couple one-third their age. As Mr. Lane grew older he became so deaf
that he had to sit in the front row at all the local amateur
theatricals, which he attended faithfully. He often made com-
ments on what was happening on the stage that could be heard well
back in the audience. His best remembered comment oc-curred during a
performance of a play called "The Enchanted April." The scene was a
primitive Italian village, with a steam bath
next to an inn where some American tourists were staying.
A male tourist went in to take a bath, and soon steam began pouring out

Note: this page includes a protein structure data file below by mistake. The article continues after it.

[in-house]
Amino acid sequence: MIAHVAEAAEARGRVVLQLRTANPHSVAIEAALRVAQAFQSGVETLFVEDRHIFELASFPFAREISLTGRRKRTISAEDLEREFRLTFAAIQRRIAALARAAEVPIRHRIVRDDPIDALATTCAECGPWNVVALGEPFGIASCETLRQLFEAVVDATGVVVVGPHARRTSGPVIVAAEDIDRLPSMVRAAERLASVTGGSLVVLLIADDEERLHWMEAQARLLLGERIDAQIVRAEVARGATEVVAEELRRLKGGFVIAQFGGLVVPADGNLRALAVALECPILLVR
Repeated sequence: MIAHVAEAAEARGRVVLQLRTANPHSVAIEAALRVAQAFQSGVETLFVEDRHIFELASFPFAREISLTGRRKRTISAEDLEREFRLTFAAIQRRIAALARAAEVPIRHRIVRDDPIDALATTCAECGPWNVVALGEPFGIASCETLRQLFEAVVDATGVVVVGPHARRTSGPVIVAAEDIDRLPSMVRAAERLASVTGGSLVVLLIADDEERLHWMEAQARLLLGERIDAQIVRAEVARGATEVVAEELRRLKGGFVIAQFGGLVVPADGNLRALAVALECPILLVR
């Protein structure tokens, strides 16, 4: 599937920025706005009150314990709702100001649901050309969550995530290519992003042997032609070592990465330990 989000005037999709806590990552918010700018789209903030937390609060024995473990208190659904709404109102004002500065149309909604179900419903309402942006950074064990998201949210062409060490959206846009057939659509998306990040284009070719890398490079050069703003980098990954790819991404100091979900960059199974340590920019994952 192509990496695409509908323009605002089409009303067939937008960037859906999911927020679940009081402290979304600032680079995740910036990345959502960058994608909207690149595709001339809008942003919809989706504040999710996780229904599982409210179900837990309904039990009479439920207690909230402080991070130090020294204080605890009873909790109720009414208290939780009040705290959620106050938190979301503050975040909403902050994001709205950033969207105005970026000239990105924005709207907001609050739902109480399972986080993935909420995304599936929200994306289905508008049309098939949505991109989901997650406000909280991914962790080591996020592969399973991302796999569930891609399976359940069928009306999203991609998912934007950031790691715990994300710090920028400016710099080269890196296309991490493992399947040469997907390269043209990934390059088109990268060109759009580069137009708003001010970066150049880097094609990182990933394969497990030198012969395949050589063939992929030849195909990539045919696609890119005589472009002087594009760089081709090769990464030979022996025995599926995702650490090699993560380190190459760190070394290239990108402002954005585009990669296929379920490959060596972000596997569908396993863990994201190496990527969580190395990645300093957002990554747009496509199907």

through the cracks of the door, followed by an explosion. The tourist
staggered onto the stage, clad only in a bath towel
around the middle. This brought forth much laughter from the audience.
As the laughter subsided Mr. Lane turned to the person next to him
and remarked in a clearly audible voice, "Pity it wasn't one of the